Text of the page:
It’s certainly not intentional on the part of writer/producer/director Daniel Noah, but the premise of “Max Rose” feels very similar to last year’s Oscar-nominated film “45 Years”. In that film, writer/director Andrew  Haigh, focused on a married couple who are about to celebrate their 45th anniversary together when the wife discovers receives shattering news that could cause her to second-guess her relationship with her husband. “Max Rose” isn’t as subtle or introspective as “45 Years”, but that film was nevertheless lingering in the back of my mind as I watched Noah’s poignant yet manipulative film. Unlike the character in “45 Years”,  Max cannot confront his spouse with the possibility of a past infidelity, which makes the character even more sad and helpless. Maybe this is an inevitable comparison for me, but I’d wager most viewers haven’t seen “45 Years” and can take in “Max Rose” free of that lingering comparison and replace it with the shadow of the iconic persona and reputation of the iconic actor that looms throughout the film.

Lewis is obviously the reason to see “Max Rose”, whether or not you’re a fan. Call it curiosity. You can compare it to “Gran Torino”, when we thought that film would be Clint Eastwood’s swan song (then he fooled us with “Trouble with the Curve”), but at 90 years-old, it’s quite possible this could be it for Lewis. It’s fitting and poignant for him to go out on this note, playing a character who feels essentially himself. He’s an actor known for his slapstick comedic genius, yet here he’s showing a somber seriousness that exudes pathos and pain. It shouldn’t come as any surprise really, since many already know that if an actor can effortlessly master comedy, than they are likely to excel in dramatic roles.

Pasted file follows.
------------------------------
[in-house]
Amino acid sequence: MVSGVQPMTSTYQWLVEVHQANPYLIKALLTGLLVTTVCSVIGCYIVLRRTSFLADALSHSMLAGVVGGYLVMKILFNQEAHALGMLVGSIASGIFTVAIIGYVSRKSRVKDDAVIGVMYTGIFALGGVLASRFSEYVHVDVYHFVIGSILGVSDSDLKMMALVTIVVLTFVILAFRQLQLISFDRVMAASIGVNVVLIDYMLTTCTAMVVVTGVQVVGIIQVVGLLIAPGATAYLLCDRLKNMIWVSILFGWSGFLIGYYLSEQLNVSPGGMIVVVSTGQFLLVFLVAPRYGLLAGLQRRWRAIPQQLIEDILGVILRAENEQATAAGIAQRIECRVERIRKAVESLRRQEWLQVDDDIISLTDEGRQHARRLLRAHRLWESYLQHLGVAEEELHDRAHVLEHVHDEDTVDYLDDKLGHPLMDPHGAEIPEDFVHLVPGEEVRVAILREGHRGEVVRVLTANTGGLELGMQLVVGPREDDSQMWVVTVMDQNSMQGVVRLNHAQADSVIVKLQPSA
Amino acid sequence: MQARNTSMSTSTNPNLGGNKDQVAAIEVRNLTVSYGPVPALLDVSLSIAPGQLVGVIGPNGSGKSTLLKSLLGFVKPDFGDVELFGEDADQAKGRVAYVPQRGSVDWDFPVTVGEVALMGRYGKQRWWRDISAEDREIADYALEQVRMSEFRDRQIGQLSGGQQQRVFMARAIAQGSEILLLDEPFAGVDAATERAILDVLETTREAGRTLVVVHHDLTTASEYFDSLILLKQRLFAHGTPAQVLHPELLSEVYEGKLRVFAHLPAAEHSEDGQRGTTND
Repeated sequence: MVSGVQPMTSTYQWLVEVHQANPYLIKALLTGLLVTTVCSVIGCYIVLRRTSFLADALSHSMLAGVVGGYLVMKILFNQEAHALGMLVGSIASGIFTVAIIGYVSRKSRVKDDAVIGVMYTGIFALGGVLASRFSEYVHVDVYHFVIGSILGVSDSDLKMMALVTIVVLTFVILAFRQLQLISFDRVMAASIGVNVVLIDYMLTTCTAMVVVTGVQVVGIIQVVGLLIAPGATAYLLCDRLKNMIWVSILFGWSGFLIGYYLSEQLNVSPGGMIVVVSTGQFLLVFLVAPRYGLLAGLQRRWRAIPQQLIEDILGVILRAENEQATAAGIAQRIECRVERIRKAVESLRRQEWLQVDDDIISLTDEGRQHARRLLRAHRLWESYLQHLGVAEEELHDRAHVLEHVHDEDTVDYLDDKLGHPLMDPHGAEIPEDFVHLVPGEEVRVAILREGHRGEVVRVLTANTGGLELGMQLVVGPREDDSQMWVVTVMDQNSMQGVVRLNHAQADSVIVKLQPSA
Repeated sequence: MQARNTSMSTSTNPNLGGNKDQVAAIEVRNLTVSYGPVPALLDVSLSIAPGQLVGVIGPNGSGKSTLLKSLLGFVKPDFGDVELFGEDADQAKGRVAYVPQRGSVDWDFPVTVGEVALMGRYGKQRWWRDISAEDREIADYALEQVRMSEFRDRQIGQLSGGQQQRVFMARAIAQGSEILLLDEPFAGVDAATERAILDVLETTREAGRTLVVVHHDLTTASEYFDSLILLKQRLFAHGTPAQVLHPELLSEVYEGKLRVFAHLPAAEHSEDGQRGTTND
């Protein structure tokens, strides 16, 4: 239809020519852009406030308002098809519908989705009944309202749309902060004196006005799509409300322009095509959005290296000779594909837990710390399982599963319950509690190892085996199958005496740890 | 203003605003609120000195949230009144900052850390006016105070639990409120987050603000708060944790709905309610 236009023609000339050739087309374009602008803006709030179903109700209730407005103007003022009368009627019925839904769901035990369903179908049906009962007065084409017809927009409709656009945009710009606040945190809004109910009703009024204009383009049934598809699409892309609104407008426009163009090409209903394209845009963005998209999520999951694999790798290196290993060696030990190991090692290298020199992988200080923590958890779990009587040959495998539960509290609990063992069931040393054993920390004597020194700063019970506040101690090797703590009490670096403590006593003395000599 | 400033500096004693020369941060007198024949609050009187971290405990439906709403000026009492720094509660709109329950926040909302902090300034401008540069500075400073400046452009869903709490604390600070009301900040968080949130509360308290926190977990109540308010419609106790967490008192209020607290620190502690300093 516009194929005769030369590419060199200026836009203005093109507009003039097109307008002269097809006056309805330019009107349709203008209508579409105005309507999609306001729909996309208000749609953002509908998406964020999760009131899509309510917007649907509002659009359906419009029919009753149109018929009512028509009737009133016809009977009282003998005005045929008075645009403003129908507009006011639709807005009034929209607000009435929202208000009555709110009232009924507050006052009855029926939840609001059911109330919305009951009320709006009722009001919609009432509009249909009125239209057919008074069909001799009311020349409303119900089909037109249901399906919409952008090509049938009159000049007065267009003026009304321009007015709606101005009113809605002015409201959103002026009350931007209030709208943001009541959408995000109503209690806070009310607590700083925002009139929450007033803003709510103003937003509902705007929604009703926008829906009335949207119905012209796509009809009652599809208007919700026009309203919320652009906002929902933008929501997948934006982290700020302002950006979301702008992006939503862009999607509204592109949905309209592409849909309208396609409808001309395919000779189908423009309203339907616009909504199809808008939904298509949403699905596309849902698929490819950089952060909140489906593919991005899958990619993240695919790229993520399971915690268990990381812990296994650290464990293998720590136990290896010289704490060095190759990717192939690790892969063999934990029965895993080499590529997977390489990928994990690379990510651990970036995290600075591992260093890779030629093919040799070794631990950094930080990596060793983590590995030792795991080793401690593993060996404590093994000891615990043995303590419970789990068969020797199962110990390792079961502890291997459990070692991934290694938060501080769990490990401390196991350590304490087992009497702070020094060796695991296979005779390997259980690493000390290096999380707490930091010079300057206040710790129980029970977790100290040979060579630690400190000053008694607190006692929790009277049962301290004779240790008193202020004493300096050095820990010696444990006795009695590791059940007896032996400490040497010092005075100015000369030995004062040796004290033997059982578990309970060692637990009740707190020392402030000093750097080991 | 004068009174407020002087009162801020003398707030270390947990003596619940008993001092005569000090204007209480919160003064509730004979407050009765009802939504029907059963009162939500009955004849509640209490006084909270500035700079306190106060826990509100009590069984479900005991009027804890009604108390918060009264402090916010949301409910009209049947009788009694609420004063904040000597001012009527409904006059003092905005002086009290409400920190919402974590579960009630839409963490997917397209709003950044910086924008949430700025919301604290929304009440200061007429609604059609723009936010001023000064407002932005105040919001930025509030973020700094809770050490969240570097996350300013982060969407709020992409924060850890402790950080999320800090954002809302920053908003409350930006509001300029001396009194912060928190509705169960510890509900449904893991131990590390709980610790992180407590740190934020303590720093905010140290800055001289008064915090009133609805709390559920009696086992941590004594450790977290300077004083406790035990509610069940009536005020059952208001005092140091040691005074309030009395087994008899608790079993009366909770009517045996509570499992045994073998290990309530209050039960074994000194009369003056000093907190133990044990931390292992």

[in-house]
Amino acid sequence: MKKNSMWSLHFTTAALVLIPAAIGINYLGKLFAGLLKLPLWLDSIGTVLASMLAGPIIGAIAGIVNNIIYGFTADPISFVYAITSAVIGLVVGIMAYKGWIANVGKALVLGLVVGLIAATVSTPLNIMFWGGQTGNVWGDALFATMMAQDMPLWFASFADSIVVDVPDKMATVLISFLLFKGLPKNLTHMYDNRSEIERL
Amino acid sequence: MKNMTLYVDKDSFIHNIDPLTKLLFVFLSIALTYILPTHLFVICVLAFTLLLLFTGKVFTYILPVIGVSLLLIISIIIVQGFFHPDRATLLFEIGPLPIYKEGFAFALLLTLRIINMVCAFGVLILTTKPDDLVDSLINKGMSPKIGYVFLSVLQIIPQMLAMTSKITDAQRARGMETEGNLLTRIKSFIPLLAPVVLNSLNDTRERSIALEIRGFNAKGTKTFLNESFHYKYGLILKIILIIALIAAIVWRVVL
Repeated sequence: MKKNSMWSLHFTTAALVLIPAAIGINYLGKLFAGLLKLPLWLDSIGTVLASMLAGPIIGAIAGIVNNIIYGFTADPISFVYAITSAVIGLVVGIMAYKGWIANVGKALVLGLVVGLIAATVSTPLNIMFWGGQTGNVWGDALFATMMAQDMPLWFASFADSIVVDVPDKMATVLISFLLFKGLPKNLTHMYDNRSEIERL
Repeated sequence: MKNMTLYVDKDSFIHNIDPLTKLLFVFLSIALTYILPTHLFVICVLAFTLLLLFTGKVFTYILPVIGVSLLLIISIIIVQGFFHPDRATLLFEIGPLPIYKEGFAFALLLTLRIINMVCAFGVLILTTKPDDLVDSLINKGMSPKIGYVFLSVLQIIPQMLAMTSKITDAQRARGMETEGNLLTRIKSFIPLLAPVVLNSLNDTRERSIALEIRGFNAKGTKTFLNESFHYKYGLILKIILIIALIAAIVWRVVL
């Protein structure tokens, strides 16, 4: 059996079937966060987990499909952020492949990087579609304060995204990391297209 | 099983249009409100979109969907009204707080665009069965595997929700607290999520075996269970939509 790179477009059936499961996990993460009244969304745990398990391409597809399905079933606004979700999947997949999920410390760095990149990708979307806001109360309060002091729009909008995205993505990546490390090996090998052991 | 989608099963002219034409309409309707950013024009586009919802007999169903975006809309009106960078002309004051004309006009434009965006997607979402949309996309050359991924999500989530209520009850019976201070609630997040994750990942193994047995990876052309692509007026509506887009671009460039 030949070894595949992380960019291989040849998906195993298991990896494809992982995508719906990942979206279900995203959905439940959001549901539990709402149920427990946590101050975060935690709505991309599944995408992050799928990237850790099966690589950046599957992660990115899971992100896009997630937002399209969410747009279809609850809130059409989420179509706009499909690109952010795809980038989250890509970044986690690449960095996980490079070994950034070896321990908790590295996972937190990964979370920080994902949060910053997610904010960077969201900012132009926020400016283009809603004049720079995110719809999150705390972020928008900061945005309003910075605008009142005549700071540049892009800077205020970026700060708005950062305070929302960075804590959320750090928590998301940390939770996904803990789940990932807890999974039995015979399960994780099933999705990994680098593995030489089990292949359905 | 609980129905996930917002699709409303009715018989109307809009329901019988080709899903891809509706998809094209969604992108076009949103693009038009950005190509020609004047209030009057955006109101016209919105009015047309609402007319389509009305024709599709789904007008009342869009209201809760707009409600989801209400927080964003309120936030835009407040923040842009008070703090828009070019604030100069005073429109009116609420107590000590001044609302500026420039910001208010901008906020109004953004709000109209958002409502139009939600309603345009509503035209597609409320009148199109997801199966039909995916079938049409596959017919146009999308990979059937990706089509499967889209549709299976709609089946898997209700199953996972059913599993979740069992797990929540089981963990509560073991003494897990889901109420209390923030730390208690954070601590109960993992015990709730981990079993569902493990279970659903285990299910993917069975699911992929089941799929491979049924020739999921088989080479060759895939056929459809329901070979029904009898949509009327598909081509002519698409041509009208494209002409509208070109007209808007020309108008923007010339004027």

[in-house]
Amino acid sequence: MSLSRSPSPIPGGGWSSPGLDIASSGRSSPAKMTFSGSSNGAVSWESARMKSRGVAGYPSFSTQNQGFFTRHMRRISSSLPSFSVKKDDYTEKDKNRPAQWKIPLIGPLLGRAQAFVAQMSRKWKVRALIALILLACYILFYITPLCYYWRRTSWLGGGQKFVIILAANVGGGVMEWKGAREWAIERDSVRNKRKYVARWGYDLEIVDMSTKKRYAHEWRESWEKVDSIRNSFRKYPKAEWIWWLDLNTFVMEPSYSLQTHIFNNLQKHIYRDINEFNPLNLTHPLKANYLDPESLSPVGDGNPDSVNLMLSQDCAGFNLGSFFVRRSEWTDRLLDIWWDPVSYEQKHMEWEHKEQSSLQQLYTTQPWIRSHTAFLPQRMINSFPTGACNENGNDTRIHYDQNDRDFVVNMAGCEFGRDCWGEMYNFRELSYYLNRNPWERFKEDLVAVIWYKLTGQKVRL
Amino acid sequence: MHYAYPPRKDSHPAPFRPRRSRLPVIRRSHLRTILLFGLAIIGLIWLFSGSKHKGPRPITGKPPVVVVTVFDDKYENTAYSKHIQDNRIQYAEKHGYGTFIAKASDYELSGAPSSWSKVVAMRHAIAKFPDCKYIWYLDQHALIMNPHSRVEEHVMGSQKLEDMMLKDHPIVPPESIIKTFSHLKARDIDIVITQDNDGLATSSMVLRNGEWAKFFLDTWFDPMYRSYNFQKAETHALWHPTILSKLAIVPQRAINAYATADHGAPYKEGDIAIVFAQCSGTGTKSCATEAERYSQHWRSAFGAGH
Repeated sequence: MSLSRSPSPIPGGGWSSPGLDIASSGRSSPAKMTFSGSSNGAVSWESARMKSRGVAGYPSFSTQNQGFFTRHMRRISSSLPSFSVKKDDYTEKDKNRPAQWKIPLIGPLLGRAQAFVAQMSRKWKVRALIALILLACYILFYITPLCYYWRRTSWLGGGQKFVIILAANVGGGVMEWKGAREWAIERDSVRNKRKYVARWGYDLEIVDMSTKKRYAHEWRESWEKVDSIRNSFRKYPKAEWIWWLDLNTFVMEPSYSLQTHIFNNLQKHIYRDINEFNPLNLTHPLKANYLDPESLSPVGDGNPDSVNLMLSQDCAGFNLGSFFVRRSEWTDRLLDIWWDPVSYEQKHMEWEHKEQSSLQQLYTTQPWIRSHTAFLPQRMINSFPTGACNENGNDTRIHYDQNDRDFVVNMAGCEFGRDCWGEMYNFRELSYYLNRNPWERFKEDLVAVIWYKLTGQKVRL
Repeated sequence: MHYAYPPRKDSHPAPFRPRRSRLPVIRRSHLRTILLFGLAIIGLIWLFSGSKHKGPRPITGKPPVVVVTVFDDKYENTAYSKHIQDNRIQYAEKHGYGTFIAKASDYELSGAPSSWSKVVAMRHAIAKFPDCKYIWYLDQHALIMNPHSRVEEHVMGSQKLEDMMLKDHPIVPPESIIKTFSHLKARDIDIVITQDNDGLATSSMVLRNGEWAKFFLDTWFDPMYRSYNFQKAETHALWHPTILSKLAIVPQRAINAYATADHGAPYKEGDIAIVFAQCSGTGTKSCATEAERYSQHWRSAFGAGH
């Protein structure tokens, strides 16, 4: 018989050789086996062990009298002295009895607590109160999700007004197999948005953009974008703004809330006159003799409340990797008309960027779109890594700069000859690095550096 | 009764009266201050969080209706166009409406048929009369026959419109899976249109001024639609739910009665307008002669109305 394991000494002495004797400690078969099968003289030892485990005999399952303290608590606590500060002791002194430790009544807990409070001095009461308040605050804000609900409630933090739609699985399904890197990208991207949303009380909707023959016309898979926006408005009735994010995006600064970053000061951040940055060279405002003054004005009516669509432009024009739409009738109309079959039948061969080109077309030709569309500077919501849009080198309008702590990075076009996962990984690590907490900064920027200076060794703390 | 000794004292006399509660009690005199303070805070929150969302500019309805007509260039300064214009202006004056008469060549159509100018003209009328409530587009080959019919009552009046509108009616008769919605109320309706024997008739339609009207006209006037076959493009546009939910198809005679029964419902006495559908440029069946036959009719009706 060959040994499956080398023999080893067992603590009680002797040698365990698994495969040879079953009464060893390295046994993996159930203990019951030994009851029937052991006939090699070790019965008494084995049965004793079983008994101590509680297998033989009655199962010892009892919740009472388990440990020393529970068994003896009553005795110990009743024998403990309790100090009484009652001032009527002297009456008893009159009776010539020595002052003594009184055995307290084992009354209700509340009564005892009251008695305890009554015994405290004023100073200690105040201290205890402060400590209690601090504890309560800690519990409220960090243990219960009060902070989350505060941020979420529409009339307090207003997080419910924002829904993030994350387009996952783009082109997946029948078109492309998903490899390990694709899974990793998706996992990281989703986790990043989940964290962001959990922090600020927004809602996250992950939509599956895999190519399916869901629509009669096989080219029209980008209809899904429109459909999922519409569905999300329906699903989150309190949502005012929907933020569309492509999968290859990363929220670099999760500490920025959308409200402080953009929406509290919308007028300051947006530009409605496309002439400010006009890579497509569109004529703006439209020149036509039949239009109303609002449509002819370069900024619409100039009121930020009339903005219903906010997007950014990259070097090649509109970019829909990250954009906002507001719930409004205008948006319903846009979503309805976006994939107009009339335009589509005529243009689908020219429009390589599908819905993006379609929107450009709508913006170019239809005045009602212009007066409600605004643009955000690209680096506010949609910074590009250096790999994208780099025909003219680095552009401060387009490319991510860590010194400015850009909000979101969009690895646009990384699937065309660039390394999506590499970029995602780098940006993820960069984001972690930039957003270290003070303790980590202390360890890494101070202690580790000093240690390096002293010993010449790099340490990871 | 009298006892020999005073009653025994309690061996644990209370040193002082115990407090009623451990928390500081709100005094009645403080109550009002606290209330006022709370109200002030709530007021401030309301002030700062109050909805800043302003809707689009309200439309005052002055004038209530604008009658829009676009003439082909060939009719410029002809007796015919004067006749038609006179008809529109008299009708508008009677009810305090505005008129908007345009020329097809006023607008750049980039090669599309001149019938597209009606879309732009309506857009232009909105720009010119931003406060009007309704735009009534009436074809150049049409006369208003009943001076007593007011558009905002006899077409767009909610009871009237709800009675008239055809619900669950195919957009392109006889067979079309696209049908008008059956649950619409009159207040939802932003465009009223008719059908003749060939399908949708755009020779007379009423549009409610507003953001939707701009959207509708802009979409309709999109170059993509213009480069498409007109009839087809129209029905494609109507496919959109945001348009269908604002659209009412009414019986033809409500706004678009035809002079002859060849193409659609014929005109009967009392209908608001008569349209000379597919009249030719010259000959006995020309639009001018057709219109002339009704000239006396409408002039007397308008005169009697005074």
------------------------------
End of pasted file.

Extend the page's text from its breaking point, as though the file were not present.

“Max Rose” was finished three years ago, when Lewis was 87-years-old and it even screened at Cannes that year. That must’ve been an amazing experience huge for Noah, who loosely based the story off his own grandfather. When I look at the premise, it intrigues me (but I must say, it’s one that was better executed by Haigh) and I feel like overall there are moments in Noah’s movie that work really well. It’s just not because of Lewis, but rather due to scenes or sequences he is in with others. Lewis is more of a presence here than he is an actor and that could be due to his reputation or just simply his age.